L. Mills,1 J.K. Ramage,1,2 A. Prachalias,1,3 P. Srinivasan,1,3 K. Menon,1,3 A. Quaglia,1,4 G. Vivian,1 N. Heaton,3 D. Sarker,1 P. Ross,1 R. Srirajaskanthan,1,51ENETS Centre of Excellence, Institute of Liver Studies, King’s College Hospital, London, United Kingdom; 2Department of Gastroenterology, Hampshire Hospitals NHS Trust, Hampshire, United Kingdom; 3Hepatopancreatobiliary Surgery, Institute of Liver Studies, King’s College Hospital, London, United Kingdom; 4Department of Histopathology, Institute of Liver Studies, King’s College Hospital, London, United Kingdom; 5Department of Gastroenterology, University Hospital Lewisham, London, United Kingdom.
Background: Pancreatic neuroendocrine tumors are graded using the Ki67 antigen in accordance with the WHO 2010 classification. Despite the system’s widespread use, a wide variety of tumor behaviors have been described leading to various proposed revisions. Specifically: a) the use of 5% rather than 2% as the boundary between Grades 1 and 2, b) the use of 55% rather than 20% as the boundary between Grades 2 and 3, c) the subdivision of Grade 3 using poorly vs well-differentiated appearances.
Methods: Of 223 patients who visited our institution between 2004 and 2013, Ki67 values were known for 168. Where data was available for the pancreas and liver metastases, the highest value was used. The significance of each system was investigated using Kaplan-Meier survival curves and specific Ki67 values searched for using ROC.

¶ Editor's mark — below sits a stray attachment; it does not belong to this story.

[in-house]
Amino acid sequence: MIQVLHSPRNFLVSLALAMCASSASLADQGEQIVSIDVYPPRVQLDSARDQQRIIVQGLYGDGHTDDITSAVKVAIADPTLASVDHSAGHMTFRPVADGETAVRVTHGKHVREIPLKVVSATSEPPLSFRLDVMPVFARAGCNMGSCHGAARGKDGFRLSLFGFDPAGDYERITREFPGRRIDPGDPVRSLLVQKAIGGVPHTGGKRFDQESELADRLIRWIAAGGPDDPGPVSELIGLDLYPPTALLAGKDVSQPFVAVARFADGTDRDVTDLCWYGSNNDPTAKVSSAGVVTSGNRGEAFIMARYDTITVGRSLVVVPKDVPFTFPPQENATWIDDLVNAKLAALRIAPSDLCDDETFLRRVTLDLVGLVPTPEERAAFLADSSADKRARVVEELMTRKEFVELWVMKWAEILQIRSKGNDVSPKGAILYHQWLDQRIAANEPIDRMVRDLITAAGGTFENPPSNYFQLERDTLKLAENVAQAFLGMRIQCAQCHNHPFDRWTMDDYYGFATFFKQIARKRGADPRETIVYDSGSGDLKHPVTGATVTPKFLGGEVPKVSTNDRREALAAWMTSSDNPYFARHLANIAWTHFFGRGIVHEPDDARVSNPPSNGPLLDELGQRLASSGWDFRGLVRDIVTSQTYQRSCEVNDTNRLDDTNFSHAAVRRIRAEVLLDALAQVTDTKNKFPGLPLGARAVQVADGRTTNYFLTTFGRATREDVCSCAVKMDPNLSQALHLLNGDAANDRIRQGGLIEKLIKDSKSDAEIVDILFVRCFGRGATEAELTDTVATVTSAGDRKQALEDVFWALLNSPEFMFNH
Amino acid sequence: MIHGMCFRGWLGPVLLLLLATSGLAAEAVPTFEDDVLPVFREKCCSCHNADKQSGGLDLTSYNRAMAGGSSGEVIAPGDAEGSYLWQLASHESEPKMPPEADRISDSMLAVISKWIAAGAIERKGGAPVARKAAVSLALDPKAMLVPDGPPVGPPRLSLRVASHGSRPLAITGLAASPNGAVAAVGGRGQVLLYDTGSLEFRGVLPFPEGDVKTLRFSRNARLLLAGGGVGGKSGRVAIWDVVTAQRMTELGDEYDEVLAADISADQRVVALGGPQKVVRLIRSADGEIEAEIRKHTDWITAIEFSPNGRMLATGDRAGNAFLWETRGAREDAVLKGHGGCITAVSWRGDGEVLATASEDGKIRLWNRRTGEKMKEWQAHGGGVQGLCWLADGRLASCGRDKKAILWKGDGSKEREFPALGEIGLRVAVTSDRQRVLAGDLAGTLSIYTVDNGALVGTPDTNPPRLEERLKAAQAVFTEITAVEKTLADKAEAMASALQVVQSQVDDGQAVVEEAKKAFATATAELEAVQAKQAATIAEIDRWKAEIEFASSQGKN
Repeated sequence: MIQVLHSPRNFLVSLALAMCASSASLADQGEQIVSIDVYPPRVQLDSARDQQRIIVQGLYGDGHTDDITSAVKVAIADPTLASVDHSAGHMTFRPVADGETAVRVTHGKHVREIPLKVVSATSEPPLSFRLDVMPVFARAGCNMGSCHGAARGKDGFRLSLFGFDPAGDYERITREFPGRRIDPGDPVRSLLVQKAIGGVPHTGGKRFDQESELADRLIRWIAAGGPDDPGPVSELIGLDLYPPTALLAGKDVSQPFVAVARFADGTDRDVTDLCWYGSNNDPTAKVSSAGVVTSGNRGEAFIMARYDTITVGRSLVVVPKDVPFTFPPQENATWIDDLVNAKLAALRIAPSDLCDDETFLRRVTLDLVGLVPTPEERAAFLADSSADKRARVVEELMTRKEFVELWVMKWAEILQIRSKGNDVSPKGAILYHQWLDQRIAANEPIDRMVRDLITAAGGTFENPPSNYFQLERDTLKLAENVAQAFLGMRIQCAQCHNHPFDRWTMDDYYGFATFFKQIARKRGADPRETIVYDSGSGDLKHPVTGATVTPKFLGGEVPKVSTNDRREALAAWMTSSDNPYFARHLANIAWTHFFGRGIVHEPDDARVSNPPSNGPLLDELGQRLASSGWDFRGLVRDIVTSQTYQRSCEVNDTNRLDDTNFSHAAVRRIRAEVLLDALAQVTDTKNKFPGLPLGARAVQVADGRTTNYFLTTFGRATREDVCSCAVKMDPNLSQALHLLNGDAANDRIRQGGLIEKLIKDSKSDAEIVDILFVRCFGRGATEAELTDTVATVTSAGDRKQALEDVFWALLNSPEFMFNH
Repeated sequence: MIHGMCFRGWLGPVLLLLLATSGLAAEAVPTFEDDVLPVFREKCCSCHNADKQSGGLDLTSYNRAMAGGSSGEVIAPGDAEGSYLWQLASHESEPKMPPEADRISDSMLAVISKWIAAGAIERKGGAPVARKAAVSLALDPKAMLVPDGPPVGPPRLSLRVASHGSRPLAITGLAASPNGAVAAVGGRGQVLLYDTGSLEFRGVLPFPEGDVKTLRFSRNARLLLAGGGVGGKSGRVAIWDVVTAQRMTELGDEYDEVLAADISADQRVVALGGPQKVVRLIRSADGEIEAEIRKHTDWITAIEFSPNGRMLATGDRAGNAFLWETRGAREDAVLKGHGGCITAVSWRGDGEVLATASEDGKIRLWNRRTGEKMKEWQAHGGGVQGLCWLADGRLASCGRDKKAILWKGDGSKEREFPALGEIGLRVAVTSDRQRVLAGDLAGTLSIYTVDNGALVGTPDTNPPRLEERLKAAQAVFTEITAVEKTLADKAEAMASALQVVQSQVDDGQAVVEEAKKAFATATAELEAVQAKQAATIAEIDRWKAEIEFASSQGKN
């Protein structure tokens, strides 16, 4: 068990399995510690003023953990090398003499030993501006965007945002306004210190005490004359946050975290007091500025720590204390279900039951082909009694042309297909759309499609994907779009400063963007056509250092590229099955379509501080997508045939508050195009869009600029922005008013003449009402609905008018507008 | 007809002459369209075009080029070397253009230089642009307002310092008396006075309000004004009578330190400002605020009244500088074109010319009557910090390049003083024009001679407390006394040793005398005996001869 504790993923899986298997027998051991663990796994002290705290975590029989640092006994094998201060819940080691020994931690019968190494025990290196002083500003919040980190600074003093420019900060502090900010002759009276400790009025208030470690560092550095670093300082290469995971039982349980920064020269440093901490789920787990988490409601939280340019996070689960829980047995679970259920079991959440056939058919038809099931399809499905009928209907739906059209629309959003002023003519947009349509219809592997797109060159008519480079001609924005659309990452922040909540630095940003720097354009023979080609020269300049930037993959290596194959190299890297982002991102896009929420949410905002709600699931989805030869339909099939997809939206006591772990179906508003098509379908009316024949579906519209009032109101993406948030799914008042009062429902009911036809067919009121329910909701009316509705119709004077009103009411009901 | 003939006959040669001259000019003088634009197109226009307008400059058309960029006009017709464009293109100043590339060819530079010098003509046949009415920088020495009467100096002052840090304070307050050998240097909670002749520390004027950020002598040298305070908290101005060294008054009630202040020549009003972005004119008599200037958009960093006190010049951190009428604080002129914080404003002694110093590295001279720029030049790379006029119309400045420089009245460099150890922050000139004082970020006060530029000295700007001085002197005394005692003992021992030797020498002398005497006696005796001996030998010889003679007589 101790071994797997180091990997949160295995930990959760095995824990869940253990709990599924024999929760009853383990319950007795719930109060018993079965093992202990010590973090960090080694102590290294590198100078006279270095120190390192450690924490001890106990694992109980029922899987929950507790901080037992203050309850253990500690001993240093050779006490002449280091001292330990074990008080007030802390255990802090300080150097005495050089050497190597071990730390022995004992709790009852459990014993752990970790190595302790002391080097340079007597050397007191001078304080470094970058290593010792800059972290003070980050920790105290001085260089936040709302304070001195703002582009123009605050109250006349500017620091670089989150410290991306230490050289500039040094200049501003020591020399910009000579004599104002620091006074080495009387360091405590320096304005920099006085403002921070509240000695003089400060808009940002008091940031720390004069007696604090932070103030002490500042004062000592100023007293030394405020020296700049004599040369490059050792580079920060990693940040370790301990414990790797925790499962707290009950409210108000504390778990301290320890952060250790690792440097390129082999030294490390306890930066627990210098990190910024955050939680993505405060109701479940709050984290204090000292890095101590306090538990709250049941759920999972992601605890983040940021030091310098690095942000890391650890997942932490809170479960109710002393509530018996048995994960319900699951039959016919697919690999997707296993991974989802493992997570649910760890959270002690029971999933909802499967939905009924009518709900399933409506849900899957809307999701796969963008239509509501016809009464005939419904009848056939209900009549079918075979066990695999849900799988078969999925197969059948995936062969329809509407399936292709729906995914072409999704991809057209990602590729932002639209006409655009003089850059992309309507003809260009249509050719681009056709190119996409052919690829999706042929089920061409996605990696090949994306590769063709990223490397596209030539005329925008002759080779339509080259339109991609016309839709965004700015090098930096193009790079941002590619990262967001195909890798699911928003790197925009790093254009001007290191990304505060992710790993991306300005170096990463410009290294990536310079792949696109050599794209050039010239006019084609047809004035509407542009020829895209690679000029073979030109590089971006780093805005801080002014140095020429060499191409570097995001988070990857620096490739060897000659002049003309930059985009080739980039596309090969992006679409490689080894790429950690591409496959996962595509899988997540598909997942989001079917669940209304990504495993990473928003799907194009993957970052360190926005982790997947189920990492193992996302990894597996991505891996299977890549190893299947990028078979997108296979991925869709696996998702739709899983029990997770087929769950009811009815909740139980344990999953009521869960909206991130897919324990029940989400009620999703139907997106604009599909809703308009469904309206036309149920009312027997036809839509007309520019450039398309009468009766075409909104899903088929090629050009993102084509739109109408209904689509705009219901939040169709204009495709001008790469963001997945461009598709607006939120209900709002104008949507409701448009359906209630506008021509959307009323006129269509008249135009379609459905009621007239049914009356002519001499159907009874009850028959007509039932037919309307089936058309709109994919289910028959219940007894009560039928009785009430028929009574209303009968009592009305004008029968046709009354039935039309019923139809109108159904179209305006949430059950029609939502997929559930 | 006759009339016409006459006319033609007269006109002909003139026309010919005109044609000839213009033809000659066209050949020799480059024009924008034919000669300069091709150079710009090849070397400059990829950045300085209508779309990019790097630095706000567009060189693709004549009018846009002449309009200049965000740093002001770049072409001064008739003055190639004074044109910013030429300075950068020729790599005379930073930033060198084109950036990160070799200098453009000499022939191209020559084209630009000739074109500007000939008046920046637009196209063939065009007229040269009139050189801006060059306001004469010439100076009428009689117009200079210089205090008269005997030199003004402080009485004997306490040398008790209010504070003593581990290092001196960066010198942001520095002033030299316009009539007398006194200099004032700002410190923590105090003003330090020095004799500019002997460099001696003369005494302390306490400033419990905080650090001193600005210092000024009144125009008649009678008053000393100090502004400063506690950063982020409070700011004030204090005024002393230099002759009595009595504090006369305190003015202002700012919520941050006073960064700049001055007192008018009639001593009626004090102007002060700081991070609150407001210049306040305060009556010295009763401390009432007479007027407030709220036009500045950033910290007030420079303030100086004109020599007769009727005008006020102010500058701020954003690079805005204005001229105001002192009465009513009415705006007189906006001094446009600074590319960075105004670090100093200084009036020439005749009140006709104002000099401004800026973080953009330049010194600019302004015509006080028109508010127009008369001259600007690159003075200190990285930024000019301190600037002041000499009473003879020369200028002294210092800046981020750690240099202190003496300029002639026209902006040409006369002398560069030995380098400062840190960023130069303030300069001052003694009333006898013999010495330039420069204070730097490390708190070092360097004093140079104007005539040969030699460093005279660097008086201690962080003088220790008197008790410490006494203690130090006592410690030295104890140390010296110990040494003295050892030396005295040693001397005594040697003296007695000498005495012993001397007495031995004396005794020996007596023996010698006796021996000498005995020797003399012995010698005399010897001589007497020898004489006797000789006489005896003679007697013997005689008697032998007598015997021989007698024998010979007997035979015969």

Results: a) G1 vs G2 prognostic significance was not improved using 5% instead of 2%. G3 vs G1/G2 remained significant (p < 0.001). b) G2 vs G3 remained significant using 55% (p < .001). G1 vs G2 significance improved compared to 20% (p = .019 vs .193). ROC analysis showed that Ki67 = 55% has 100% specificity, but that Ki67 values between 10% and 20% offer the best specificity/sensitivity balance. c) Defining G3 using poor-differentiation rather than >20% improved G1 vs G2 (p = .133 vs .195).
Conclusions: 1) Prognostic relevance of Grades 2 and 3 may be improved by using either 55% or poor-differentiation as criteria. 2) There is no evidence to suggest that 5% offers increased prognostic relevance for Grade 1.
Gastroenteropancreatic Neuroendocrine Tumor Patients Imaged Favorably With Somatostatin Receptor Antagonist: Results of a Phase I/II Study Comparing 68Ga-OPS202 With 68Ga-DOTATOC PET/CT